“All these are reasons  Kenya has undertaken the COHA Study for empirical evidence that will go a long way in complimenting the government’s commitments in fighting hunger and related health challenges”,   Amb. Yatani said .

Based on the findings, the CS  said that COHA Kenya National Implementation Team  will strengthen the implementation of the nutrition component within the community health strategy,  disseminate and implement comprehensive school health and nutrition programmes and also integrate nutrition as targeting component in social protection programmes for the highly vulnerable populations.

Council of  Governors (CoG) representative , Transnzoia CEC Mary Nzomo said, the report will be useful for the national and county planning and budgeting process as well as offer important source of  data in the midterm review of the county integrated development plans and their implementation and Big Four agenda  of 100 percent food and nutrition security.

The bulk of the work in the implementation of the report is with the counties considering health and  agriculture ministries are devolved.

“ These statistics show a grim picture on the existing state of malnutrition and its impact on African state economies as they translate to low quality of life and reduced life expectancy” she said

National and county governments should internalise and  put adequate measures to ensure accelerated implementation of SDGs 1and 2.  It is the responsibility of both levels of government to develop mechanism that achieve this critical rights to the citizens “, Nzomo said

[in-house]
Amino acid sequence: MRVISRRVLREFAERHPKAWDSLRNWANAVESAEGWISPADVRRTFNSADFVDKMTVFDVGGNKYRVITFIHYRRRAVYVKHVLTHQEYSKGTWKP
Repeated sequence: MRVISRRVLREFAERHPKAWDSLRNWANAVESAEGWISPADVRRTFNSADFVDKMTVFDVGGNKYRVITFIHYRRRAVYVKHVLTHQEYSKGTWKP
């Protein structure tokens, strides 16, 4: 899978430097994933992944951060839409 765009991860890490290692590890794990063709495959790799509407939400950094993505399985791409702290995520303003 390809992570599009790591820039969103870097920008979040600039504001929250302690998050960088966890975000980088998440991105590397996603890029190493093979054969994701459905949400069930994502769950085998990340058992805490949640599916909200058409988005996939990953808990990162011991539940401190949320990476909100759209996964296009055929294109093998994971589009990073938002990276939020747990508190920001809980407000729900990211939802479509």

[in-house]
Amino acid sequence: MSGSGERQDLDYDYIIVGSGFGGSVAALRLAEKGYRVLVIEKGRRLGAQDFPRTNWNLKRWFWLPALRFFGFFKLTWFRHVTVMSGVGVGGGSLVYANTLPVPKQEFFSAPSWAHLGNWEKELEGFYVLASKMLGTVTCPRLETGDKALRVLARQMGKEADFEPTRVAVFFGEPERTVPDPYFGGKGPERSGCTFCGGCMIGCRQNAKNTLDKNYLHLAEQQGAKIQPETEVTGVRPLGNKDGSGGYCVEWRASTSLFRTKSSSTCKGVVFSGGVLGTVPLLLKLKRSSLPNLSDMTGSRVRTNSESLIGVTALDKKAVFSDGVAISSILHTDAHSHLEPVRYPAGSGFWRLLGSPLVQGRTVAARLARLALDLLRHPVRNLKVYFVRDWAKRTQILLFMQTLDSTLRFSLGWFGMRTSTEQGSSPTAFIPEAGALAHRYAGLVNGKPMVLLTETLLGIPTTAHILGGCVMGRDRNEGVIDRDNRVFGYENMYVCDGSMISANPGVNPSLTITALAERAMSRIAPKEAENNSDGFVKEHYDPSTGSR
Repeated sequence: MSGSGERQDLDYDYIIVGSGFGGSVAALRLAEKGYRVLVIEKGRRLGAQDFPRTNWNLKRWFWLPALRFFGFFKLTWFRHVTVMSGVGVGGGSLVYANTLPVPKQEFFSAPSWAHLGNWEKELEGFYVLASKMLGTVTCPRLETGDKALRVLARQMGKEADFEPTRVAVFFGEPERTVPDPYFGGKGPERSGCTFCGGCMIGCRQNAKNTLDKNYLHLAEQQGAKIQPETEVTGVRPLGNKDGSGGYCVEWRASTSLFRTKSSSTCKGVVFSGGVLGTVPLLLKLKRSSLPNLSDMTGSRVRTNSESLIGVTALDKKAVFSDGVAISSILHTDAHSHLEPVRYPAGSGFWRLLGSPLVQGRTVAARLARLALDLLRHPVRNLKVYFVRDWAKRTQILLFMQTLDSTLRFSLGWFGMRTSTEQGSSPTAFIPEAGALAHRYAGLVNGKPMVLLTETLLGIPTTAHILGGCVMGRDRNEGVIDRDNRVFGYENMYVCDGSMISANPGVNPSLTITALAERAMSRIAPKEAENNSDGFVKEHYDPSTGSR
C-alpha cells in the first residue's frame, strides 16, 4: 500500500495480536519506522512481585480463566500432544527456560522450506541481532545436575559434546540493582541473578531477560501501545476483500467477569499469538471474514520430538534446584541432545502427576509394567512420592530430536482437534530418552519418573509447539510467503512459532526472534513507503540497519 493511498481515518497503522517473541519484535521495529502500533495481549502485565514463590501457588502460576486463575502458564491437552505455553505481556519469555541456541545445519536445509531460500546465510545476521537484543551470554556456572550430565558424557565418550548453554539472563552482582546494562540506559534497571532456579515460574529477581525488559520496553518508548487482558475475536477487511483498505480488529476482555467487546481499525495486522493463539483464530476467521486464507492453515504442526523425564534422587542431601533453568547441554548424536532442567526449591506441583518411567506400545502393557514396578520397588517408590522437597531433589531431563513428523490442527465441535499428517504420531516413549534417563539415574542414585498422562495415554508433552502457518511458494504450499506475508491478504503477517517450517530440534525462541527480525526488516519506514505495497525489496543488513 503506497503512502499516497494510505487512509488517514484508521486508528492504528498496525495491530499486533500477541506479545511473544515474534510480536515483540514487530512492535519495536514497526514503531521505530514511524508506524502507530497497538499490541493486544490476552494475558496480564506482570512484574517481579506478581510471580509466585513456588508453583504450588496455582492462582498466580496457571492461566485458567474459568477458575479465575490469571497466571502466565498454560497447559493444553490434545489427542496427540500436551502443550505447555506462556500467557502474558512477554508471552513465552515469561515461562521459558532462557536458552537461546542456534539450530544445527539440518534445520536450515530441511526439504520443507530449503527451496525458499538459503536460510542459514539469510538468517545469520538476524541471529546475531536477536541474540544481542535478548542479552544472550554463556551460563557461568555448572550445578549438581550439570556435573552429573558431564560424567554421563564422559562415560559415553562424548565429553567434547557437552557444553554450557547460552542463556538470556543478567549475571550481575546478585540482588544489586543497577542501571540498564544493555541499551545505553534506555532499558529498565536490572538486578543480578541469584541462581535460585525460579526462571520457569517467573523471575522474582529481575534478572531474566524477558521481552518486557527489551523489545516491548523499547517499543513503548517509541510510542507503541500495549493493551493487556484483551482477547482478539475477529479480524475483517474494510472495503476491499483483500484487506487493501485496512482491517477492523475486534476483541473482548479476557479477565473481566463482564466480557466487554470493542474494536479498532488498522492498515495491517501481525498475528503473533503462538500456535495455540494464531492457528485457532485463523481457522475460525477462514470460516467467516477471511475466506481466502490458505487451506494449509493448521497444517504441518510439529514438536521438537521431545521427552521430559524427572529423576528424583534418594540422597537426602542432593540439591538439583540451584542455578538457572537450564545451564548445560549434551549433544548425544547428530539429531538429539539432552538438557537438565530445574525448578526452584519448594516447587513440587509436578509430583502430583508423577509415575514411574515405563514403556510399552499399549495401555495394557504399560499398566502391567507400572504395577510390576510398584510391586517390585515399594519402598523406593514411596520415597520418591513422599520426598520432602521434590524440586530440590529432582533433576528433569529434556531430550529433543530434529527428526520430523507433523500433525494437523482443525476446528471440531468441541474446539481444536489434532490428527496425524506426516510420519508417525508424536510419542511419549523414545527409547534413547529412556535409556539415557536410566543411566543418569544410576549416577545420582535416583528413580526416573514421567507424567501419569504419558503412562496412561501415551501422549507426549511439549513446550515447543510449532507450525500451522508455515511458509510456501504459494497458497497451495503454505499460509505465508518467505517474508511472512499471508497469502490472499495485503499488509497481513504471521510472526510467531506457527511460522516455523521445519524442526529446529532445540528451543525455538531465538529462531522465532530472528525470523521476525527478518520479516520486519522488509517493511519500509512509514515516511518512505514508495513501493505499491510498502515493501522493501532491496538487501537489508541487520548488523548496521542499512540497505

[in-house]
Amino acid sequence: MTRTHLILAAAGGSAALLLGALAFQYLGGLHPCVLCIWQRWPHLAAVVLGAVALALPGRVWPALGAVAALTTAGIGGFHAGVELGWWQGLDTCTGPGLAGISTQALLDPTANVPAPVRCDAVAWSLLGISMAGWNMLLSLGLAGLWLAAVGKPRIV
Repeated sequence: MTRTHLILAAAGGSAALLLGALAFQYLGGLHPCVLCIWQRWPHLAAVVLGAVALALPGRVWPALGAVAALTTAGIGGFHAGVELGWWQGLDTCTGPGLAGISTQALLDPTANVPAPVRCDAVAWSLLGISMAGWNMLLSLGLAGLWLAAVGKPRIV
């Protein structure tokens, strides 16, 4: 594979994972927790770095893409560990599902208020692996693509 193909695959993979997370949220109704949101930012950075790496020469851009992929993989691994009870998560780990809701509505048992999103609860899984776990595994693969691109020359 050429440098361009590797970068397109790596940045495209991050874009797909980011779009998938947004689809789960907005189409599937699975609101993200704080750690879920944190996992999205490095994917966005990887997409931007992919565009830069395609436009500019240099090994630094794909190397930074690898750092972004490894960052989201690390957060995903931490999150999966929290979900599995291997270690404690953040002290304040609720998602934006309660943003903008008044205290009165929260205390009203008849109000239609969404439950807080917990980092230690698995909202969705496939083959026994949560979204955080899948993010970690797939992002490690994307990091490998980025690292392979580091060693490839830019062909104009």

Mark Andrew Meassick Mission Director of USAID Kenya and East Africa said  there is need to ensure that  every child has the opportunity for proper nutrition as the basis for living a prosperous and happy life.

“USAID has been working  in the space for a long time with the government of Kenya and looking at this study where we are and where we have to go we realise if we keep on doing the same thing it is insanity.”

“We need to take a different approach to address this issue, it is not  just enough to talk. We need to ensure we put more resources into addressing nutrition and making sure no child is left behind and that out  goal should not be to  reduce nutrition from 28  to 14 percent  over the next five years or  between now and 2030, it should be to eliminate malnutrition in children “,  Mark said

In a speech read on behalf of President Uhuru by Health Cabinet Secretary Sicily Kariuki, the President emphasized the need for all to work together and put in place a comprehensive mechanism to address challenges of child-undernutrition, scale up and diversify financing for good nutrition for a healthy and productive nation and embrace and strengthen existing public private partnership in the implementation of the policy recommendations from the study.

The COHA study estimates the social and economic impact of child undernutrition and provides evidence based analysis on cost of hunger geared towards implementing strategies that eradicate child undernutrition in the country.

By Wangari Ndirangu